HC Deb 10 February 1976 vol 905 cc208-10
3. Mr. Hastings

asked the Secretary of State for Defence if he is satisfied with the United Kingdom's expenditure on defence in the light of information on the extent and purpose of current USSR expenditure on defence procurement.

11. Mr. Adley

asked the Secretary of State for Defence if he will make a statement on his assessment of the aims of the Soviet Union's current expenditure on defence procurement.

The Secretary of State for Defence (Mr. Roy Mason)

The improvements being made in the Warsaw Pact's military capability are a continuing concern to the United Kingdom and NATO Governments. I am satisfied, however, that we are making an effective contribution to NATO's collective defences, which are designed to deter outside aggression.

Mr. Hastings

If the Secretary of State is satisfied, he must be unique among those who take an interest in these matters. Is it not the case that today the Soviet Union spends just about double what the United States spends on defence research and more than the whole of the Western world put together? Is that any cause for satisfaction? Does the right hon. Gentleman not agree—though he may not care to say so—that his task today should be not simply to resist cuts but to rebuild our reserves, defence forces and equipment to a level at which they are—

Mr. Speaker

Order. Supplementary questions are a privilege that has been established by custom, but one supplementary question at a time is normally enough. The hon. Gentleman is taking rather a long time.

Mr. Hastings

Finally, does the Secretary of State not think that our defence forces should again be raised to a level at which they are credible to our allies and enemies alike?

Mr. Mason

I do not agree with the figures to which the hon. Gentleman referred. However, he must be aware that NATO's job is to provide sufficient forces, in quantity and quality, to deter. The United Kingdom makes a greater contribution to the Central Front and the Eastern Atlantic than does any other of our Western European allies. As a percentage of GNP our defence expenditure is higher than that of any of our major Western European allies.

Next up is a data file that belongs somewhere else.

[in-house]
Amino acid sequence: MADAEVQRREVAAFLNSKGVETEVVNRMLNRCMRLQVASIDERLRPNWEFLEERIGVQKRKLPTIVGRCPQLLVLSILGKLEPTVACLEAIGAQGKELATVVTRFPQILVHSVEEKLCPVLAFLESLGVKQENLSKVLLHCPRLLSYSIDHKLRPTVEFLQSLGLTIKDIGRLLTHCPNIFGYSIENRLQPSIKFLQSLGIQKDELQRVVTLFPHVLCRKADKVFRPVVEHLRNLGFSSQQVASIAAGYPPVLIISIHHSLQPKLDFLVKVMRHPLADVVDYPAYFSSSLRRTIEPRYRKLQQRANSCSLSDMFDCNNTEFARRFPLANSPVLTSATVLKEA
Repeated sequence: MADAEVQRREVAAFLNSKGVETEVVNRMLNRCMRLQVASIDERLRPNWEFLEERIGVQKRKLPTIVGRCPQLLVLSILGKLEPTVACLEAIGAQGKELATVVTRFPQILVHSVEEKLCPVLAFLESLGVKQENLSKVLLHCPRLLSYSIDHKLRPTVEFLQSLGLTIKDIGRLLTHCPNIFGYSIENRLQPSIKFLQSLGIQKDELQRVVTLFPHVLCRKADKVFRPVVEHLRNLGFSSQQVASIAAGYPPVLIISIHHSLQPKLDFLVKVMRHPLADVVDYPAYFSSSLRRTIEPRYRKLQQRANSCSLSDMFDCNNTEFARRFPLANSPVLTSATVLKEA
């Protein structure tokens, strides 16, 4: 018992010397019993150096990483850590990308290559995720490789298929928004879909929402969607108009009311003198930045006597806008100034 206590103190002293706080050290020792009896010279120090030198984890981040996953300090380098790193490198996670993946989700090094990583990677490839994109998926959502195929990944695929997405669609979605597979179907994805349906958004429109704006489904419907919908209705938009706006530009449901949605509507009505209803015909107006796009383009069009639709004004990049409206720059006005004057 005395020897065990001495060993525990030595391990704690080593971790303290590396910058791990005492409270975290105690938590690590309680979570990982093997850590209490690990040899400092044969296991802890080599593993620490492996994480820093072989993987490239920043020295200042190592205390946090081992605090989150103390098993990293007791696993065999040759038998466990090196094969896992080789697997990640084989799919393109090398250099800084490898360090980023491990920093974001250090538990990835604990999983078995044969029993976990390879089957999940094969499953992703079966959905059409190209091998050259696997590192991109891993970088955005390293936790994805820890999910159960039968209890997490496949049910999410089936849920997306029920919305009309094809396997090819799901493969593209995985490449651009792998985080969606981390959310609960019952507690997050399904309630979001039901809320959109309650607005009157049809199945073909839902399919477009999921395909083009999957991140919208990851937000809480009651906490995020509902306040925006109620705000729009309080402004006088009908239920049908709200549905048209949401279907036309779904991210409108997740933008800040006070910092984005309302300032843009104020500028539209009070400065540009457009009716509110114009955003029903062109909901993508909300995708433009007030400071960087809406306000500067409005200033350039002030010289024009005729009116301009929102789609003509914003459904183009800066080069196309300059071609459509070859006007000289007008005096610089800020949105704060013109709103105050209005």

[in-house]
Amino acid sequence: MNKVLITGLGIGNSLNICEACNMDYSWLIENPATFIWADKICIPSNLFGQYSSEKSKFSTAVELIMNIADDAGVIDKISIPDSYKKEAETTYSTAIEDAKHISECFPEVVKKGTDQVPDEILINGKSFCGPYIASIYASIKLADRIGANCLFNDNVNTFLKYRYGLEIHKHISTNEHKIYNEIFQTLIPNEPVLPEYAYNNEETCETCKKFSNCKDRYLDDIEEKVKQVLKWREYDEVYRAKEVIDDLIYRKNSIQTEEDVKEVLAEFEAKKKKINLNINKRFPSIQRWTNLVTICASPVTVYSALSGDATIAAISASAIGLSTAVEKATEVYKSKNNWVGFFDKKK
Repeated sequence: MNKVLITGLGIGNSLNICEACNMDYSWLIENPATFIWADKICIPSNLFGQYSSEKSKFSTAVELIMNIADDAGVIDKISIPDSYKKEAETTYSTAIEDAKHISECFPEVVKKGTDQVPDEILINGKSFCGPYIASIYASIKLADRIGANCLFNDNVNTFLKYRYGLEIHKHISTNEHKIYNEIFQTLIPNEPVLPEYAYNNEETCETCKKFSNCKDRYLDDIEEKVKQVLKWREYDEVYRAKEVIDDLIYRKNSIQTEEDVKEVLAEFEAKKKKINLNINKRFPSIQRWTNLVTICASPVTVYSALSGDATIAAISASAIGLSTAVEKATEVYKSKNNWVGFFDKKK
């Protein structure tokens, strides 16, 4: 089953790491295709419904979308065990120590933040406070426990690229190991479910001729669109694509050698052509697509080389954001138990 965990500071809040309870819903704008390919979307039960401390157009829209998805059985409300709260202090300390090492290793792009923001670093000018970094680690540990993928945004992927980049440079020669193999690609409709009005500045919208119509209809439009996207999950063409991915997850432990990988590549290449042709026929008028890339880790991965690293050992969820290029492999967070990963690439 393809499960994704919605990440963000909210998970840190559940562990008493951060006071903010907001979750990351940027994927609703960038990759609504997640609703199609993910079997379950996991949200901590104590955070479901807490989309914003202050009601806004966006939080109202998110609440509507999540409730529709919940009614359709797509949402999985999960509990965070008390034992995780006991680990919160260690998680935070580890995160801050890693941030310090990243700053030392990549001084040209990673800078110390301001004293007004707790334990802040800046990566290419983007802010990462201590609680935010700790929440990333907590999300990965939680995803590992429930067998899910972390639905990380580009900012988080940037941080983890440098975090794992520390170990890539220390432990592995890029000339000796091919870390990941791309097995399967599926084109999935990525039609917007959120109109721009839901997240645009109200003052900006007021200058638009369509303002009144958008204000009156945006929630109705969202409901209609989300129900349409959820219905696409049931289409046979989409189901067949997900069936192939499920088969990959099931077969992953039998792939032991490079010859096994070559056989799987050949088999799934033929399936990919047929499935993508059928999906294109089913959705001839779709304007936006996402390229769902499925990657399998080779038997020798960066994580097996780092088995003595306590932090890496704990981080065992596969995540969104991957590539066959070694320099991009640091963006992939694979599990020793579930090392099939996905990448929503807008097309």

Mr. Frank Allaun

Do not Western sources show that NATO is stronger in financial, military, naval and nuclear power than are the Warsaw Pact Powers? In any case, do not both sides have the power to blot out everyone else in existence?

Mr. Mason

The answer to the first part of the question that my hon. Friend posed is "No". It so happens that on the central front the ground forces of the Warsaw Pact powers number at least 150,000 more than those of the NATO Alliance.

Mr. Adley

Is the Secretary of State aware that the recent official Russian complaint to Her Majesty's Government about the speech of my right hon. Friend the Leader of the Opposition was the first such official complaint since Ribbentrop complained about a speech by Sir Winston Churchill before the war? Does the right hon. Gentleman not consider that the word "détente" is in danger of becoming a 1970s version of the word "appeasement"? Is it not his duty to awake the nation to the political international realities?

Mr. Mason

It is good to have a public discussion on defence, but I hope that the hon. Gentleman, unlike some of his Suez dreamers, does not believe that there is not, this year, a possibility for genuine détente. We have to watch the extent to which we might harm the possible chances of, first, concluding a satisfactory Salt II agreement and, secondly, concluding a mutual and balanced force reduction, within Europe between the United States of America, the USSR, the Warsaw Pact Powers and the NATO Alliance. We must recognise that the Soviet Union is on test in terms of the Final Act of the Helsinki Agreement.

Mr. Fernyhough

Does my right hon. Friend agree that no nation that is economically weak can be militarily strong, and that Her Majesty's Government's first priority must therefore be to put the economy right?

Mr. Mason

Of course, and it is always very difficult, when in government, to try to satisfy the economic needs of the nation and to obtain satisfaction on security. As Secretary of State for Defence, I am satisfied that as far as our country and its contribution to NATO is concerned, we have not prejudiced that effort.

Mr. Goodhew

As the right hon. Gentleman has acknowledged today the immense power of the Warsaw Pact countries, and as he did so in the Defence Review and in articles that he has written for the North Atlantic Review, and so on, why does he support the Soviet Union against my right hon. Friend the Leader of the Opposition?

Mr. Mason

The hon. Gentleman obviously did not read the statement. There was no defence of the Soviet Union. I stated that NATO was armed and alert and was ready to deter—but we do not have to provoke.